Russian President Vladimir Putin. GETTY IMAGES/MIHAIL SVETLOV
Russian President Vladimir Putin. GETTY IMAGES/MIHAIL SVETLOV

Alexander Arefiev’s letter refers (“Russophobia must end”, June 22). According to an adage, “a diplomat is a person sent abroad to lie for the good his country”. Arefiev seems to fit this depiction to perfection.

In typical Kremlin propaganda mode he uses lies and innuendo to project his skewed version of the unpalatable truth. For instance, he depicts my reference to brutal and unlawful Russian territorial piracy in the Crimea, Ukraine and elsewhere in Eastern Europe as “threadbare fakes”. Seriously?

Arefiev seems to live in an Orwellian world where the truth is only what Big Brother in the Kremlin tells you it is. His understanding of democracy is similarly questionable. Justifying the constitutional vote for the extension of President Vladimir Putin’s term of office as “democratic procedure involving all Russian voters” is an equally onerous lie.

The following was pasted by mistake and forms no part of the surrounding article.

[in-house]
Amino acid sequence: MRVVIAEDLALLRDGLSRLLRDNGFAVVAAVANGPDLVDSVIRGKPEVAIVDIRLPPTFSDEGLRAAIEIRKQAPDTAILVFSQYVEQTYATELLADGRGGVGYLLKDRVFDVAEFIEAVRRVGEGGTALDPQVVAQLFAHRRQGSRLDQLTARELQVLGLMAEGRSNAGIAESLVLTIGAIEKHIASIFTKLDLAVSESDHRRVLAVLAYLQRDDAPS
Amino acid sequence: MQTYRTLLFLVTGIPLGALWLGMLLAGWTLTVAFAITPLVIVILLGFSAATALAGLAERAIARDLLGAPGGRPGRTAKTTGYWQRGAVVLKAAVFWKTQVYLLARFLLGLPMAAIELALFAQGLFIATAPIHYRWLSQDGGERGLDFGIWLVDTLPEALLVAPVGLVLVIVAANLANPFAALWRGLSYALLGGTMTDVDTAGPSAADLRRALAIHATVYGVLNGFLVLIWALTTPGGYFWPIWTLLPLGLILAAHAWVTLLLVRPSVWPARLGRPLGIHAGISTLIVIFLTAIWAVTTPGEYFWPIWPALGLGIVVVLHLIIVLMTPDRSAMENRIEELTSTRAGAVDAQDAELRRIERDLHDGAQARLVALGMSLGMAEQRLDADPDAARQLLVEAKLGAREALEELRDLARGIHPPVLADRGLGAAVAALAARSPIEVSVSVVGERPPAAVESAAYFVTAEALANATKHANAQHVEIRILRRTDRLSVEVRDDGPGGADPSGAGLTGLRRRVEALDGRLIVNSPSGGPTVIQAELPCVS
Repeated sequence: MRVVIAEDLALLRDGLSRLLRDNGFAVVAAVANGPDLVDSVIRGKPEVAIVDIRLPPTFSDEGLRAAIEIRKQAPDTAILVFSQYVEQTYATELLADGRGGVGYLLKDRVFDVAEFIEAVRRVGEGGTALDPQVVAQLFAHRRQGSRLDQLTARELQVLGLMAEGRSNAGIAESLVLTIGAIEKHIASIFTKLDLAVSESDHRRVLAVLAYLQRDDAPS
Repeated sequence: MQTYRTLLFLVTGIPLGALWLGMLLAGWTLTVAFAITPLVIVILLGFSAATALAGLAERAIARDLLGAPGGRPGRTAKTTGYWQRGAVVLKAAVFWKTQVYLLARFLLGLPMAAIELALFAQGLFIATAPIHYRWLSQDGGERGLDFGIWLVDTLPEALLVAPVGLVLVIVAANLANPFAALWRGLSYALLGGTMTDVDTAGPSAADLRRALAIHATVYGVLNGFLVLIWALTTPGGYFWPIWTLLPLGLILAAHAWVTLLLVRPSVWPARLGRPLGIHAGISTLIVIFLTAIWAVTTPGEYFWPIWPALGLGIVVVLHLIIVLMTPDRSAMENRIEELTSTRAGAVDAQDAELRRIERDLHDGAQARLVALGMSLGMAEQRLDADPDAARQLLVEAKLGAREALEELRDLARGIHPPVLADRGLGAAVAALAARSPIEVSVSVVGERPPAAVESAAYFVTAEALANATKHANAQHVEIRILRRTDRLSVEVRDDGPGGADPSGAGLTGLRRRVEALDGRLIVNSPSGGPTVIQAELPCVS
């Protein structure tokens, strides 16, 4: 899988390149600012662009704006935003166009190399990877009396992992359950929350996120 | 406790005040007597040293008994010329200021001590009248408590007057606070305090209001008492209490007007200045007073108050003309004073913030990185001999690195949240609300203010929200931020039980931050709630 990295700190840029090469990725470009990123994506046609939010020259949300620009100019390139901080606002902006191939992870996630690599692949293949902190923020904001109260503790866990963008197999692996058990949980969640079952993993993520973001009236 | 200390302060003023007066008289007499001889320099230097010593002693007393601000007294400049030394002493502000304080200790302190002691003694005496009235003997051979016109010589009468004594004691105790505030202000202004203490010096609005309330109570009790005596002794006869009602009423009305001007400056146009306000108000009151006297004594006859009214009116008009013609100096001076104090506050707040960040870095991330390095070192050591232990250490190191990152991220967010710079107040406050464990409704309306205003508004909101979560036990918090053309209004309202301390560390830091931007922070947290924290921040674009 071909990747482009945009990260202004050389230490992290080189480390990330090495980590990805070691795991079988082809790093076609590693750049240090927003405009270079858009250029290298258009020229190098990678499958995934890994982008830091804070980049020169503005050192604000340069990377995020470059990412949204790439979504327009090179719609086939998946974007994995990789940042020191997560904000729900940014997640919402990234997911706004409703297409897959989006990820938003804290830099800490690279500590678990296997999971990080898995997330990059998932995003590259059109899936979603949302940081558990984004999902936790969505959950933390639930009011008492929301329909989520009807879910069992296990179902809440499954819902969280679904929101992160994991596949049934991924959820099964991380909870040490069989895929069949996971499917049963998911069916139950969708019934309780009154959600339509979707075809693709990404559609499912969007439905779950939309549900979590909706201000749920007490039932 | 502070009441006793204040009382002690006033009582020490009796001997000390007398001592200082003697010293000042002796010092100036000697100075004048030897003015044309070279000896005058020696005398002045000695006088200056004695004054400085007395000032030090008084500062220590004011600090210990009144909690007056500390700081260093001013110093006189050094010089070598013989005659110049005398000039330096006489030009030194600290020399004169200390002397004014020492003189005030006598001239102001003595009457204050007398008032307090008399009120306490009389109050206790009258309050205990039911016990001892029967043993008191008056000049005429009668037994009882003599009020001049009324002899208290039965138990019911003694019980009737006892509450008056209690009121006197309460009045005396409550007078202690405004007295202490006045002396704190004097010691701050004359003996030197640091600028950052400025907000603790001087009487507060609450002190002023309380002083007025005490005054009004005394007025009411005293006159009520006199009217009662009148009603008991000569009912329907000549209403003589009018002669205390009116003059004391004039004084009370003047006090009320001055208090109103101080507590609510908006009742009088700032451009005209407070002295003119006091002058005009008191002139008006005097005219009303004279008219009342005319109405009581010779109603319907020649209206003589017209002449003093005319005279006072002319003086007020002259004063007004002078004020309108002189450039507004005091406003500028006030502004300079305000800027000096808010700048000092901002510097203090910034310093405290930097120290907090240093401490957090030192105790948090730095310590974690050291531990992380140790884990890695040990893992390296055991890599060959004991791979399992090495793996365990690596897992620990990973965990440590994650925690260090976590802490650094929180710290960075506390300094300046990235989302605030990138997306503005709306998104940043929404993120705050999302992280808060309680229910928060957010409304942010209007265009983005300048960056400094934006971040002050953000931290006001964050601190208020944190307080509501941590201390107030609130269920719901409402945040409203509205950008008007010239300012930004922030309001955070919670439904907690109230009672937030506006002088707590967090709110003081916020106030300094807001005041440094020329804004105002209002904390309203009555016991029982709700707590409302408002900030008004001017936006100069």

In Russia today there is no democratic rule; there is no press freedom, no freedom of speech, the opposition (including figures such as Mikhail Khodorkovsky and Alexei Navalny, as well as numerous critical journalists and business people) have been ruthlessly eliminated, while voting is routinely manipulated by the Kremlin.

The upcoming referendum will be no different. I never wrote that Russians are inborn liars, but referred, inter alia, to assessments by former Soviet president Mikhail Gorbachev (hence his policy of “glasnost”), former American diplomat George Kennan and mainstream journals such as The Economist and The Guardian.

Arefiev does not seem either to have read or understood my article properly, asserting that I offered no arguments for Putin’s initial withdrawal from the crisis. The reasons were amply explained, apart from the fact that the story was run by most of the international media.

I have great admiration for Russia, its culture, history and people. After spending five years there, I am a serious Russophile. However, what I find difficult to justify, and sad, is the country’s inexorable drift back towards Soviet authoritarianism. I honestly believe the Russian people deserve better.

Gerrit Olivier
Somerset West